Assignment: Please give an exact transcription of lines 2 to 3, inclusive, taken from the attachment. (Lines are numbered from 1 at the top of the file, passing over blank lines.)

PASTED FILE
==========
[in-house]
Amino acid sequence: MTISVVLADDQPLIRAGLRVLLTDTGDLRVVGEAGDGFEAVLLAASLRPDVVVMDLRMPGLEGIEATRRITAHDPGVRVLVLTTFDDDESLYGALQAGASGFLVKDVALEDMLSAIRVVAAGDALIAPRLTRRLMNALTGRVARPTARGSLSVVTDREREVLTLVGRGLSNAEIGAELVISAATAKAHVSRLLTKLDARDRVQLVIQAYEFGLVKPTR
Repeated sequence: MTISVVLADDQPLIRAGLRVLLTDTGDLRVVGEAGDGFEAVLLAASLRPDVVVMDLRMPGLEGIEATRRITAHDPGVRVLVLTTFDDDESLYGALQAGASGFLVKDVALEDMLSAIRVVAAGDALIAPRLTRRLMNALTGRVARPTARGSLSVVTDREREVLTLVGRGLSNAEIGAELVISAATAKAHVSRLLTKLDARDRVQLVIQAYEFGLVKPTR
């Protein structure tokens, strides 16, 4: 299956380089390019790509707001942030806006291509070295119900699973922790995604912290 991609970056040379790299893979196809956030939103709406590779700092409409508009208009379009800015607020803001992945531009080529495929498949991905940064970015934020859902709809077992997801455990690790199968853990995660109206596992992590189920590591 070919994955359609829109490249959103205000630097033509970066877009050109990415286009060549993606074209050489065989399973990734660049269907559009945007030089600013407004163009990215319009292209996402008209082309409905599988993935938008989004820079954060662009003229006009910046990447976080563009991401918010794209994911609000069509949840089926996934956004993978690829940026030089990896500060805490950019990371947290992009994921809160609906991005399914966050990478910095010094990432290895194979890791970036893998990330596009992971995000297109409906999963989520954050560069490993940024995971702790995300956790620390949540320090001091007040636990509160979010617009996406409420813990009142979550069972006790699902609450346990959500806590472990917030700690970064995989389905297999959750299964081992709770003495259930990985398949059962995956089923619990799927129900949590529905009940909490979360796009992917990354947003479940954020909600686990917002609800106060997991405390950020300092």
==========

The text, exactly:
Amino acid sequence: MTISVVLADDQPLIRAGLRVLLTDTGDLRVVGEAGDGFEAVLLAASLRPDVVVMDLRMPGLEGIEATRRITAHDPGVRVLVLTTFDDDESLYGALQAGASGFLVKDVALEDMLSAIRVVAAGDALIAPRLTRRLMNALTGRVARPTARGSLSVVTDREREVLTLVGRGLSNAEIGAELVISAATAKAHVSRLLTKLDARDRVQLVIQAYEFGLVKPTR
Repeated sequence: MTISVVLADDQPLIRAGLRVLLTDTGDLRVVGEAGDGFEAVLLAASLRPDVVVMDLRMPGLEGIEATRRITAHDPGVRVLVLTTFDDDESLYGALQAGASGFLVKDVALEDMLSAIRVVAAGDALIAPRLTRRLMNALTGRVARPTARGSLSVVTDREREVLTLVGRGLSNAEIGAELVISAATAKAHVSRLLTKLDARDRVQLVIQAYEFGLVKPTR